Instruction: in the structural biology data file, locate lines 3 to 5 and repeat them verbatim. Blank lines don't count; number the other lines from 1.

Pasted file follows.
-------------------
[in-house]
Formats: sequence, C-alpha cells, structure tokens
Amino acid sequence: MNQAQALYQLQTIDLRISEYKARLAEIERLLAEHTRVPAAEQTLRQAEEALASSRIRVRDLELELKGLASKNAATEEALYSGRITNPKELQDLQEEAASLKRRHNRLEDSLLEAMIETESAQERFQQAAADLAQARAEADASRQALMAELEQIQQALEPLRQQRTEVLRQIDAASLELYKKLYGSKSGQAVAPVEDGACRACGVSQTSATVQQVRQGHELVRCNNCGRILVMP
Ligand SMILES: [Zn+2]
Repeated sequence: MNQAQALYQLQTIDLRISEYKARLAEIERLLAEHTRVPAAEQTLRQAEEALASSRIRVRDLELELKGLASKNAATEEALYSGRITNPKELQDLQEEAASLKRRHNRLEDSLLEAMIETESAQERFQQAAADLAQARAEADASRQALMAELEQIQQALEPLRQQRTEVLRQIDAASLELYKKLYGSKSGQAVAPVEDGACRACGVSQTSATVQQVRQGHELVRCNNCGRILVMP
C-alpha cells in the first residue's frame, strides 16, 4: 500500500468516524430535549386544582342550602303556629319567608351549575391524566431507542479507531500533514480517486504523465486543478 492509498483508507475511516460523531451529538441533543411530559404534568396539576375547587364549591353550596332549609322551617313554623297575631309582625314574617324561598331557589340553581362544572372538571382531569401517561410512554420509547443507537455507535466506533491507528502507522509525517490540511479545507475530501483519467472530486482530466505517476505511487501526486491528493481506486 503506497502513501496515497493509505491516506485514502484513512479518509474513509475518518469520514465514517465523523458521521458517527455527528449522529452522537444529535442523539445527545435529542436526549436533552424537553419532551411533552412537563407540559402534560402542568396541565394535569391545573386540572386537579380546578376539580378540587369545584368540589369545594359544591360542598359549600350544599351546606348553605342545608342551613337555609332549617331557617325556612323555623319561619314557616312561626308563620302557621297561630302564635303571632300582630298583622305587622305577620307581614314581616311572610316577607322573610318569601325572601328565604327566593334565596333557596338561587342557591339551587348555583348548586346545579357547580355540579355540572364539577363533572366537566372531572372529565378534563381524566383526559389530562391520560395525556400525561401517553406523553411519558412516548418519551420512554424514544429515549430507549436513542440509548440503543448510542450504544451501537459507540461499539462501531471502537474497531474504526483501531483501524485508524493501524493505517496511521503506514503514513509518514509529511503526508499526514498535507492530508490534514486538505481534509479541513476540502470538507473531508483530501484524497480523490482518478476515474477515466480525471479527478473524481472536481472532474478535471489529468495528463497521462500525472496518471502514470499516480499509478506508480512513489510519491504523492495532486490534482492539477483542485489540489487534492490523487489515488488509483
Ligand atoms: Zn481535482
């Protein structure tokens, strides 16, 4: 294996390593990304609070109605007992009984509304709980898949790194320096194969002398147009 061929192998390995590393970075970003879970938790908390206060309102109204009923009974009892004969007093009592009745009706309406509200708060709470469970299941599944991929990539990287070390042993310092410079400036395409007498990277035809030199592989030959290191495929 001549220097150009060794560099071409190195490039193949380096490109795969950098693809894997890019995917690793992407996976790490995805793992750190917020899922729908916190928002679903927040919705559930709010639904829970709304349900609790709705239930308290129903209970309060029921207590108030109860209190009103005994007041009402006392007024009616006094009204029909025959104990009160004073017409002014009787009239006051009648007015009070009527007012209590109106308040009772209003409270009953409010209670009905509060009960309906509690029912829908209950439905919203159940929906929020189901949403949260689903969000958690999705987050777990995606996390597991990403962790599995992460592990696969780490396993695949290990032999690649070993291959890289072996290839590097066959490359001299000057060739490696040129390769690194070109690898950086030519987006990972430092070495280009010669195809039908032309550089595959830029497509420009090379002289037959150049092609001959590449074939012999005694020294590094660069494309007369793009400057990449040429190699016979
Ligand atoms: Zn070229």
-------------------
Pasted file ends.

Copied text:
Amino acid sequence: MNQAQALYQLQTIDLRISEYKARLAEIERLLAEHTRVPAAEQTLRQAEEALASSRIRVRDLELELKGLASKNAATEEALYSGRITNPKELQDLQEEAASLKRRHNRLEDSLLEAMIETESAQERFQQAAADLAQARAEADASRQALMAELEQIQQALEPLRQQRTEVLRQIDAASLELYKKLYGSKSGQAVAPVEDGACRACGVSQTSATVQQVRQGHELVRCNNCGRILVMP
Ligand SMILES: [Zn+2]
Repeated sequence: MNQAQALYQLQTIDLRISEYKARLAEIERLLAEHTRVPAAEQTLRQAEEALASSRIRVRDLELELKGLASKNAATEEALYSGRITNPKELQDLQEEAASLKRRHNRLEDSLLEAMIETESAQERFQQAAADLAQARAEADASRQALMAELEQIQQALEPLRQQRTEVLRQIDAASLELYKKLYGSKSGQAVAPVEDGACRACGVSQTSATVQQVRQGHELVRCNNCGRILVMP